Be warned, spoilers of Children of Blood and Bone and Children of Virtue and Vengeance below (and sorry for the late review!).
I’ll be honest, the second installment left me very upset the third hasn’t been released yet. What a cliffhanger! The rollercoaster our main characters are on gets even more treacherous as they navigate the return of magic and deal with betrayal and tests to their convictions.
The princess Amari has really grown into her own in this novel. In Children of Blood and Bone Amari is a shy, unsure, and sheltered royal, with no grasp on the depth of her role in bringing magic back, except that she wants to avenge her maji friend who died at the hands of her father. She begins to toy with some sense of agency in the first book, but it’s only in the second where she embraces her destiny as the lone royal capable of uniting Orisha. Accordingly, she begins to assert herself as a warrior. Not only is she physically and mentally waging war against her mother and father, she consistently butts heads with the maji rebel group, who understandably see her for the sins of her father and family. Amari is really growing into her title as ruler-to-be of Orisha, fighting against her internalized critiques from her father and having to prove herself to the maji; holding your own on two different fronts is no easy task. I think Amari is the person that most embodies the second books themes, which I will go into next, in that her progression from naive princess to torn warrior takes her down a path that reveals deeper problems plaguing Orisha.
As Amari and each character finds themselves fighting against their own morals for the means that will justify the ends, the external fighting for the crown also deteriorates on both sides. War has emboldened old tensions against the maji and as blood spills on both sides the casualties and sense of resentment grows. The lines between right and wrong blur in this book, causing the reader to doubt the main characters’ actions, which we might be used to with Inan, but when it comes to Amari and Zelie, it’s a clear sign of the toll war has taken on our heroines. Every action they take is a constant reminder that there are no right decisions to be made in war and every action and loss will chip away more and more at good people.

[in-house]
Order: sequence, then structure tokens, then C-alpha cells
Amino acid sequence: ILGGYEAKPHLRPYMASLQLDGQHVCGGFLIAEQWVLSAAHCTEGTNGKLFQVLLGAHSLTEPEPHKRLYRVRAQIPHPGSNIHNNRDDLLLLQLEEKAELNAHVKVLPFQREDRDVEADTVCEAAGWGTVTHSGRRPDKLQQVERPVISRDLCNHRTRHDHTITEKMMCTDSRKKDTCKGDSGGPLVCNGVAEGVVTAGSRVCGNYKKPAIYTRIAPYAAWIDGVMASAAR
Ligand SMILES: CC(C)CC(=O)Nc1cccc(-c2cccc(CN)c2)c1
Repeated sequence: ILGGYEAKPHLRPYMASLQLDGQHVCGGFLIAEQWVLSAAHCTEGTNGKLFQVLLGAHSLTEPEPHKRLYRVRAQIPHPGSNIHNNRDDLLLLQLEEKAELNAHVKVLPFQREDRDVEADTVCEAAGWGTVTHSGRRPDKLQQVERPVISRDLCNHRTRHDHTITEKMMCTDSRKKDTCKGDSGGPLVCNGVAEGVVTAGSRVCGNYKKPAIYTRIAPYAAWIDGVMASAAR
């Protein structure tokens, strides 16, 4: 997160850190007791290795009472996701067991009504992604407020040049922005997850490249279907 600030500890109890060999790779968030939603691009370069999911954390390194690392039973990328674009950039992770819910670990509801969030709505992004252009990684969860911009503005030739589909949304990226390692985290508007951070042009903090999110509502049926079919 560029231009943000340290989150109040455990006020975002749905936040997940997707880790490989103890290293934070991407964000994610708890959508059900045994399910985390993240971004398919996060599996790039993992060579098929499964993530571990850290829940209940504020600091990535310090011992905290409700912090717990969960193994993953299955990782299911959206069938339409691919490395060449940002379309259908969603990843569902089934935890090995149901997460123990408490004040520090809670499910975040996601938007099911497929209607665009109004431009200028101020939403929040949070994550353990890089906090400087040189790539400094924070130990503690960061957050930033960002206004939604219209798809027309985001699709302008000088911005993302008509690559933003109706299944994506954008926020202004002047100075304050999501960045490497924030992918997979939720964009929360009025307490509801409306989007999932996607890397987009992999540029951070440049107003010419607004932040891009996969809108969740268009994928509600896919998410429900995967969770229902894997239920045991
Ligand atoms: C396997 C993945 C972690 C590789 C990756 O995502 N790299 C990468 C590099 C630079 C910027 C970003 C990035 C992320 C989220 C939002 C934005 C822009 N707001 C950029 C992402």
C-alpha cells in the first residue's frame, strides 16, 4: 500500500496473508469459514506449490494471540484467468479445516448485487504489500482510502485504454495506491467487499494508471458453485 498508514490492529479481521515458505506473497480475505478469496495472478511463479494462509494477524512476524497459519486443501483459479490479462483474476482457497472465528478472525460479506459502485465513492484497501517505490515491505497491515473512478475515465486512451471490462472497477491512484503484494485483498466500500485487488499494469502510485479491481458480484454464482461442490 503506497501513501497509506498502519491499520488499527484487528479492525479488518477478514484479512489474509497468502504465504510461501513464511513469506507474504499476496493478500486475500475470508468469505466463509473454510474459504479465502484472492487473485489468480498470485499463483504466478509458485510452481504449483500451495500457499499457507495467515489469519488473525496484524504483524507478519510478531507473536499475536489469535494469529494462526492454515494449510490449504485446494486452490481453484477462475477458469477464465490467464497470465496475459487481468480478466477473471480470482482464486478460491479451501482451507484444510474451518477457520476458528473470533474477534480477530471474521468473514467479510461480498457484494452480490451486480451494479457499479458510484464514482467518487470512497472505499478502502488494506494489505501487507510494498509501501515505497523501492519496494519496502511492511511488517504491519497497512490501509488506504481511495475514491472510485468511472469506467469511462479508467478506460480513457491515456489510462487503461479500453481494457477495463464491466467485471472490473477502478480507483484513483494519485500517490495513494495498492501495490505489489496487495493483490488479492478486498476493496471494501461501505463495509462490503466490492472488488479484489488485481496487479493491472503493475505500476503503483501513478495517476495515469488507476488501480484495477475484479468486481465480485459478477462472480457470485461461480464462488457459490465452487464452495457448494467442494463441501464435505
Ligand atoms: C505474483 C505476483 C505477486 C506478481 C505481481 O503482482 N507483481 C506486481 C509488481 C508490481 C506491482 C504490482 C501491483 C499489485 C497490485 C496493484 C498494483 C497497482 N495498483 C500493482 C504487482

Zelie and Amari constantly find themselves going against their better judgement, with revenge or victory clouding their minds. The reader is not witnessing a linear journey towards progress for either of them, but a spiral with the main characters being pulled apart in every direction. The development of the characters can oftentimes feel like a regression, pinning the reader with sadness for the (more) carefree characters we once knew. Their spirits are tainted and there’s no going back, but as the reader we’re unsure how they can move forward. There is no right answer in war.
Although I found Amari’s growth most compelling in this novel, Zelie’s trauma and how she navigates it really strikes a chord. Zelie is a child of war, having seen her mother slaughtered in a genocide and forced to retreat her home with her family. Although a victim of trauma at a young age, Zelie is able to cope with the support of Mama Agba, her dad and brother. In the second book we begin with Zelie reeling from the death of her father by the hands of her soulmate, and the outcome of magic resurfacing not just in majis, but also in the enemy. Zelie is at times immobile by the emotional shocks she has to endure, but with each push down she is visited by a kindred spirit that helps spur her forward. From Ronan to Mama Agba to her new community with the maji, no matter how deep of a pit Zelie finds herself in, a ray of light is able to sine through and bring her back. Zelie has always been a testament to the full potential of a strong and corageous character, but this book reminds the reader that even a character as amazing as Zelie needs a support system in order to make it out of traumatic situations.
I am so excited to see how Tomi Adeyemi ends the series this year. Please let me know your thoughts on the novel in the comments below. The March book I’ll be reviewing for March is The Song of Achilles by Madeline Miller.